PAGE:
photo of Leon Kiriaev

Leon Kiriaev

Leon Kiriaev

Details

Role Research Officer
Research area Genomic Medicine

Contact

Available for student supervision
Dr Leon Kiriaev is a Research Officer in the Muscle Research Group at the Murdoch Children's Research Institute. In 2022 he obtained his PhD from the faculty of medicine at Western Sydney University/UNSW where he investigated the role of branched skeletal muscle fibres in the pathogenesis of Duchenne Muscular Dystrophy and the influence of ACTN3 deficiency as a genetic modifier.

Incorporating contractile physiology, imaging and molecular biology techniques, he has helped investigate various genetic mutations that impact muscle performance (ACTN3, PYROXD1, NMNAT1, duchenne, dysferlinopathy) and explore the effects of treatment strategies (NAC, minocycline, notexin, ASO therapies, DHT) to help understand and develop therapeutic targets for neuromuscular diseases.

Currently, his research focus is on modelling neuromuscular diseases to investigate therapeutic strategies and the effects of ACTN3 R577X deficiency on glycogen metabolism and metabolic health.
Dr Leon Kiriaev is a Research Officer in the Muscle Research Group at the Murdoch Children's Research Institute. In 2022 he obtained his PhD from the faculty of medicine at Western Sydney University/UNSW where he investigated the role of branched...
Dr Leon Kiriaev is a Research Officer in the Muscle Research Group at the Murdoch Children's Research Institute. In 2022 he obtained his PhD from the faculty of medicine at Western Sydney University/UNSW where he investigated the role of branched skeletal muscle fibres in the pathogenesis of Duchenne Muscular Dystrophy and the influence of ACTN3 deficiency as a genetic modifier.

Incorporating contractile physiology, imaging and molecular biology techniques, he has helped investigate various genetic mutations that impact muscle performance (ACTN3, PYROXD1, NMNAT1, duchenne, dysferlinopathy) and explore the effects of treatment strategies (NAC, minocycline, notexin, ASO therapies, DHT) to help understand and develop therapeutic targets for neuromuscular diseases.

Currently, his research focus is on modelling neuromuscular diseases to investigate therapeutic strategies and the effects of ACTN3 R577X deficiency on glycogen metabolism and metabolic health.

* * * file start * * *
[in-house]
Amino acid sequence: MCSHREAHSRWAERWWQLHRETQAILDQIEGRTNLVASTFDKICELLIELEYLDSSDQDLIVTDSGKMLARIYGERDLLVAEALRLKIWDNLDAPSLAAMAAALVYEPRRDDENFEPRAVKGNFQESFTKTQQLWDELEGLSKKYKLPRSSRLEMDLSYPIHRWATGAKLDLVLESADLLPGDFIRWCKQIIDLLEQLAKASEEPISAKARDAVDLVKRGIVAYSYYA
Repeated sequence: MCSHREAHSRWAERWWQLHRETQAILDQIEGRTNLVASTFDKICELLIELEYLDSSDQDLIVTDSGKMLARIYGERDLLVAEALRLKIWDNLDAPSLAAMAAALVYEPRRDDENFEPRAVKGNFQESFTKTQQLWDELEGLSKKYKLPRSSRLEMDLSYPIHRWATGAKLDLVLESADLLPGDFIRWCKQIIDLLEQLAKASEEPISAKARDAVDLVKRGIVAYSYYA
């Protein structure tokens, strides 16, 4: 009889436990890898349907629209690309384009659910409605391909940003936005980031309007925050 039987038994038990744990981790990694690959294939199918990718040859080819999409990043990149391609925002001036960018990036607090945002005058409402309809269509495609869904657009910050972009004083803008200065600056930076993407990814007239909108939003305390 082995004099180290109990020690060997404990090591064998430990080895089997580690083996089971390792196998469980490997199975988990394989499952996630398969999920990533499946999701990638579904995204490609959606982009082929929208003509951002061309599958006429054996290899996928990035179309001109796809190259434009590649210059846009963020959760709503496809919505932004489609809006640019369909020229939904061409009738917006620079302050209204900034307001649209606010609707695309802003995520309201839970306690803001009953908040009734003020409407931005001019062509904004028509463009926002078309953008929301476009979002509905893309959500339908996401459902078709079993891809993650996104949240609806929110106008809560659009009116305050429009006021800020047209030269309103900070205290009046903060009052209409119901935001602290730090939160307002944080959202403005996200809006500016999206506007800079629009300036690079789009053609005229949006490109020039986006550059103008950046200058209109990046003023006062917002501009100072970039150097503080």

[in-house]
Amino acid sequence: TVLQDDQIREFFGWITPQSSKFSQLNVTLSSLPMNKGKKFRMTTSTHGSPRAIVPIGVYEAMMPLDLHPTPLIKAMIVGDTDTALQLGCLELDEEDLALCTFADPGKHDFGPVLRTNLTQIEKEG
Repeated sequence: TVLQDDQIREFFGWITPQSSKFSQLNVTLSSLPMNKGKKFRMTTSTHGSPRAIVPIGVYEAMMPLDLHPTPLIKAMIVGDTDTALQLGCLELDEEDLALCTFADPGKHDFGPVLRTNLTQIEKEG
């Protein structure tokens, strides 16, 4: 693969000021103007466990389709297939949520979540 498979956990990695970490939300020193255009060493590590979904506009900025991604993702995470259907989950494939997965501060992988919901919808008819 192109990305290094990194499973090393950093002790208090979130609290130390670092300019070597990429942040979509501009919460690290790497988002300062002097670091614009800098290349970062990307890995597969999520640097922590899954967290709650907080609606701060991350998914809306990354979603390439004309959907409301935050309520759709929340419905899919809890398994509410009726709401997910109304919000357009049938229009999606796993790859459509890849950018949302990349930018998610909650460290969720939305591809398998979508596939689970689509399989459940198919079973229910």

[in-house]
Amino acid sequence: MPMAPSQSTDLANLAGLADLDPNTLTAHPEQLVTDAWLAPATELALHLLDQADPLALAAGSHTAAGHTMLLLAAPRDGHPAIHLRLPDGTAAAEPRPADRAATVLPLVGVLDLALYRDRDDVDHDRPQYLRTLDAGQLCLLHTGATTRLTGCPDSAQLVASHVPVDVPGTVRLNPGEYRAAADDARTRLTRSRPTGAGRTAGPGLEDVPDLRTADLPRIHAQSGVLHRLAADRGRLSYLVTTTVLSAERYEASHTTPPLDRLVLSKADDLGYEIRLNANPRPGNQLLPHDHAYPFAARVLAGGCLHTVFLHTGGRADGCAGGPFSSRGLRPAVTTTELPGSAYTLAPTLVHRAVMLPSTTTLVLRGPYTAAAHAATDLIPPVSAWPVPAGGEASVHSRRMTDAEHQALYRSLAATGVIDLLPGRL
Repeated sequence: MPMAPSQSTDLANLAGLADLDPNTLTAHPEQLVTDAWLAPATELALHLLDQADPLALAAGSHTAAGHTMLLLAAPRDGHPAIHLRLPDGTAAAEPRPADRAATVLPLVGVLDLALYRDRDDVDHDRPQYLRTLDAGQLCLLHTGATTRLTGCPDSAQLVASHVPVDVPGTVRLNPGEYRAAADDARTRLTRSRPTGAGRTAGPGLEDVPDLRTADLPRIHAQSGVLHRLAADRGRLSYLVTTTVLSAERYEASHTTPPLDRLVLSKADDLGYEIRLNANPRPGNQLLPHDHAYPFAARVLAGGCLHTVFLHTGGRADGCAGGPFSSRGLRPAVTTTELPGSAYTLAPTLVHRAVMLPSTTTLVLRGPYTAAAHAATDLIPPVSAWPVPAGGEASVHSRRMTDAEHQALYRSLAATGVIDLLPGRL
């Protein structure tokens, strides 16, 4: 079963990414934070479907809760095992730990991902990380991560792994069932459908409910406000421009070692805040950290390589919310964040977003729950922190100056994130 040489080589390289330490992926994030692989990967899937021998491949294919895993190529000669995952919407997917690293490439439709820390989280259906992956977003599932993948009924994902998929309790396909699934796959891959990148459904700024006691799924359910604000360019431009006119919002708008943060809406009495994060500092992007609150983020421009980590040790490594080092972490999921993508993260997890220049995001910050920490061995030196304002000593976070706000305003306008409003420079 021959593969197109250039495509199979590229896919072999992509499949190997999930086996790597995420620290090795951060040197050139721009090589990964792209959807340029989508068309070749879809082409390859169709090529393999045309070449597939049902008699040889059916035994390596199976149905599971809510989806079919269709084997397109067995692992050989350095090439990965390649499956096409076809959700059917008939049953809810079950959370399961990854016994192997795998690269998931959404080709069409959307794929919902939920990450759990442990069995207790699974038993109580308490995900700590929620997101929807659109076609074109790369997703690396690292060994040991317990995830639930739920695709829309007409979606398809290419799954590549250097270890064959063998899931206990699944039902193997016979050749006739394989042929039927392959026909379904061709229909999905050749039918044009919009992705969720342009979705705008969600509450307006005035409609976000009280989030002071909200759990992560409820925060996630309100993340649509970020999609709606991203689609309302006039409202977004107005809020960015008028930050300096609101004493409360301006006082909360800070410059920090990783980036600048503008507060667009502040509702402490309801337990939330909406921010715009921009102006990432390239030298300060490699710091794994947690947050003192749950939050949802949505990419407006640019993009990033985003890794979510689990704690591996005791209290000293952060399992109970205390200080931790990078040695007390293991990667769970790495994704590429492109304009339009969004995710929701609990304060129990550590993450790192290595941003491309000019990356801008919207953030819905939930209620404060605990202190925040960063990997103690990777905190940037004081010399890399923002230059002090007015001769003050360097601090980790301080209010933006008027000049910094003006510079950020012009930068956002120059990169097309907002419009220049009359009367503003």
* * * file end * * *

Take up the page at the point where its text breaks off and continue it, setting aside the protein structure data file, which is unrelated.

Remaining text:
Top Publications

  • Kiriaev, L, Kueh, S, Morley, JW, North, KN, Houweling, PJ, Head, SI. Lifespan Analysis of Dystrophic mdx Fast-Twitch Muscle Morphology and Its Impact on Contractile Function. Frontiers in Physiology 12: 771499 2024
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  • Redwan, A, Kiriaev, L, Kueh, S, Morley, JW, Houweling, P, Perry, BD, Head, SI. Six weeks of N-acetylcysteine antioxidant in drinking water decreases pathological fiber branching in MDX mouse dystrophic fast-twitch skeletal muscle. Frontiers in Physiology 14: 1109587 2024
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  • Kiriaev, L, Baumann, CW, Lindsay, A. Eccentric contraction-induced strength loss in dystrophin-deficient muscle: Preparations, protocols, and mechanisms. The Journal of General Physiology 155(2) : e202213208 2023
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  • Haug, M, Reischl, B, Nübler, S, Kiriaev, L, Mázala, DAG, Houweling, PJ, North, KN, Friedrich, O, Head, SI. Absence of the Z-disc protein α-actinin-3 impairs the mechanical stability of Actn3KO mouse fast-twitch muscle fibres without altering their contractile properties or twitch kinetics. Skeletal Muscle 12(1) : 14 2022
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  • Kiriaev, L, Houweling, PJ, North, KN, Head, SI. Loss of α-actinin-3 confers protection from eccentric contraction damage in fast-twitch EDL muscles from aged mdx dystrophic mice by reducing pathological fibre branching. Human Molecular Genetics 31(9) : ddab326 2022
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